In December 2016, the city unveiled its first digital trolleybus schedule display as part of a pilot project that will eventually see similar displays cross Kharkiv. “We need to install nearly one thousand digital displays. Vehicle tracking will be done via GPS. The project will take some years to complete but we have made a good start,” says Kharkiv Deputy Mayor Yevhen Vodovozov.

Kharkiv software developers are active in the process of transforming Kharkiv’s public transport services. Local mobile agency Itomych Studio has designed a free app named Marshrutki that provides citizens with real-time data on the city’s buses and minibuses.

 

Kharkiv healthcare and education

To prevent residents from queuing for hours at city health care institutions, a pilot online appointment booking system has been trialed for more than a year at a Kharkiv city hospital. Once registered, a patient can choose the most suitable time for an appointment and receive an SMS reminder beforehand. The city is currently introducing this innovation at a further three Kharkiv health centers. A unified system of online medical offices at city universities containing patient data is currently under development. An electronic patient card may also be on the horizon.

Every school in the city has been connected to the Internet and equipped with a computer classroom at the expense of the local budget. In addition, regional NGO Kharkiv IT Cluster promotes IT-related professions by conducting a series of workshops for schoolchildren, as well as meetings with students and training courses for teachers. “The process of teaching computer science in schools is becoming more innovative thanks to the Kharkiv IT business community. We partner with the Academy of Further Education and train teachers from regional towns in new programming languages. They are currently being taught Python,” says Nataliia Vynogradska, the Managing Director of Kharkiv IT Cluster. The cluster currently has a membership of 29 companies and cooperates with eight local universities.

Early in 2016, the cluster launched the Kharkiv IT Unicorns initiative - a series of teaching and training activities to help students put their ideas into practice. “We seek to enhance the development of the IT ecosystem in Kharkiv while contributing to the structuring and strengthening of the local IT community,” comments Ms. Vynogradska.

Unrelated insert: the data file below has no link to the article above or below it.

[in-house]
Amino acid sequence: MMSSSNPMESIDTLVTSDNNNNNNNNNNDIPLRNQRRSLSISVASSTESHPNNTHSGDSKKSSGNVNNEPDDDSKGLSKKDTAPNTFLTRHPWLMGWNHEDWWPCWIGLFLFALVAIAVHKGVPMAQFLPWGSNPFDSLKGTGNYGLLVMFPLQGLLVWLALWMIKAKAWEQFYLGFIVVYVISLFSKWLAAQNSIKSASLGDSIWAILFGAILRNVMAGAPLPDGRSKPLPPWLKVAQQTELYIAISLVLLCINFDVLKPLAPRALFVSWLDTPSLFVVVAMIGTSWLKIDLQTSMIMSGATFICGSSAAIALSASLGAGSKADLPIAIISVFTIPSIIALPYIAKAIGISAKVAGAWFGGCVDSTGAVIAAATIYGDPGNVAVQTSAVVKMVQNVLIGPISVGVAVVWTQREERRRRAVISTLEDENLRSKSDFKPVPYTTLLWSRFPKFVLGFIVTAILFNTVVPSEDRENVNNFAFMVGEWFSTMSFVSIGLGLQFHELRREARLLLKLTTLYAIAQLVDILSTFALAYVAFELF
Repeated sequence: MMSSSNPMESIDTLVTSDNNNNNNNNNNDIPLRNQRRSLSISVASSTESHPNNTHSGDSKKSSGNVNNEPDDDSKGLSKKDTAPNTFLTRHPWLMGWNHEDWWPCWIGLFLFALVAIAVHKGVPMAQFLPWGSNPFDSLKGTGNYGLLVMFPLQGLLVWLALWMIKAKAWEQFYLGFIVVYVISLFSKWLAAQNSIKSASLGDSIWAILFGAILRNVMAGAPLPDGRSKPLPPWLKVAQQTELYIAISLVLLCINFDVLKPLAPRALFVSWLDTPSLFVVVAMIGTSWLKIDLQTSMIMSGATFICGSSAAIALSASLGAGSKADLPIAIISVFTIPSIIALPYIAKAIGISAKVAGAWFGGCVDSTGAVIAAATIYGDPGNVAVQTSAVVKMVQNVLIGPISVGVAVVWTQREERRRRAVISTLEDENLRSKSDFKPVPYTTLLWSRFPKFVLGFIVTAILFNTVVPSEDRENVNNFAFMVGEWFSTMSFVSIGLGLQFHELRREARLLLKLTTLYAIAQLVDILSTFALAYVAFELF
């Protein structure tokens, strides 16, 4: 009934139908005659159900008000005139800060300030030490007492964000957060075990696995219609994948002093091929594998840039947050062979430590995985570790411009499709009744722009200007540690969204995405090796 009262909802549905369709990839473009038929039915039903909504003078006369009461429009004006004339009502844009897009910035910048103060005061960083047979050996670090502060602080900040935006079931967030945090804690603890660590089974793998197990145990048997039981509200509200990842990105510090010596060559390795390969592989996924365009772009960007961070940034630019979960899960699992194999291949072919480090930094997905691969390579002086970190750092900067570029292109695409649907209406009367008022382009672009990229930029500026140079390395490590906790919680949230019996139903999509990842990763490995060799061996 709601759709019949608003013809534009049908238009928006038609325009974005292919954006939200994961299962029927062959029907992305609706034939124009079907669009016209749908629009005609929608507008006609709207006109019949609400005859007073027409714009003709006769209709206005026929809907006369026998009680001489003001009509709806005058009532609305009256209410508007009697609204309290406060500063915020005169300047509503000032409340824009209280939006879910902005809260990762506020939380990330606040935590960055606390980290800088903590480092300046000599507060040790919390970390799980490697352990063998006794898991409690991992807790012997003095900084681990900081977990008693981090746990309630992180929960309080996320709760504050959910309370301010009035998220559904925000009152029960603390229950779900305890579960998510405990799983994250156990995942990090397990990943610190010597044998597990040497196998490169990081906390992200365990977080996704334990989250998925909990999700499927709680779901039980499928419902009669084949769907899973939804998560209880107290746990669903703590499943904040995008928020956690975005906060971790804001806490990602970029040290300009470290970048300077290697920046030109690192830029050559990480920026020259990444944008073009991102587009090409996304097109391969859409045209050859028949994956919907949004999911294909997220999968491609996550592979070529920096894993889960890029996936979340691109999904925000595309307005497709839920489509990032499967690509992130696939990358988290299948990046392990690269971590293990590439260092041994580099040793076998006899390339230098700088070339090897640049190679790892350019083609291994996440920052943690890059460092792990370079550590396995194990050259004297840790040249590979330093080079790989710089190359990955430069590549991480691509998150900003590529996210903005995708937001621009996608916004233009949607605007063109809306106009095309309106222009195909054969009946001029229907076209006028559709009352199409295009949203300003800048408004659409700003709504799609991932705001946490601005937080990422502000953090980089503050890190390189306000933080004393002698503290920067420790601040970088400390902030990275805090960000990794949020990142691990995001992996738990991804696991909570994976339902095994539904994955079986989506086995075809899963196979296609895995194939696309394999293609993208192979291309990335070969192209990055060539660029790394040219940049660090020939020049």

Attracting tourists and investors

“We actively promote the image-building Smart City project, which celebrates the integration of technologies into city life,” says Viktoriia Gretska-Myrgorodska, the head of Kharkiv’s investment development and image-building projects department. “Initially, the initiative aimed to make Kharkiv an attractive tourist destination, with ‘smart’ standing for ‘social, modern, art, research, tourism.’ However, today the concept has saturated every aspect of life in the city.”

As part of the Seven Wonders of Kharkiv project, six city landmarks have been equipped with QR-codes, with fifteen more landmarks set to join the list in 2017. The technology involved allows city officials to track the number of tourists visiting any particular landmark. In a reflection of grassroots enthusiasm for the Smart City concept, this project was initiated by a group of volunteers.

Meanwhile, the Investor’s Navigator initiative guides investors step-by-step through the process of launching a business in the city, from finding the right location to obtaining a business license. Another investor-friendly initiative set for release in the coming months will be an interactive map indicating vacant land plots, buildings in need of renovation, and unfinished construction projects.

 

Kharkiv Smart City technologies going global

A number of Kharkiv-based companies have also developed innovations for cities in Europe and the US. Kharkiv-based software development company CodeIT has a range of international clients, with 32% of the company’s current client portfolio coming from North America. CodeIT has developed two eye-catching applications for Swiss municipalities. One is a platform that helps Swiss municipalities manage local recycling efforts by reminding users of the schedule for upcoming collections. It also allows municipal authorities to send users custom messages such as local news bulletins. After successful implementation in one Swiss municipality, it has expanded to three further Swiss cities. The second app, Grippe, allows users to carry out health checks via online testing. It also lets users manage a centralized health calendar and provides access to a map monitoring flu outbreaks across Switzerland.   

Another local company, Itomych Studio, has built on its local Marshrutki app for Kharkiv by designing a similar app to track public transport for a client in Delaware, USA. Dubbed UD Shuttle, this app is available free of charge via App Store and Google Play. These examples reflect the global competitiveness of Kharkiv’s IT sector and highlight the city’s status as one of the most innovative Smart Cities in the region.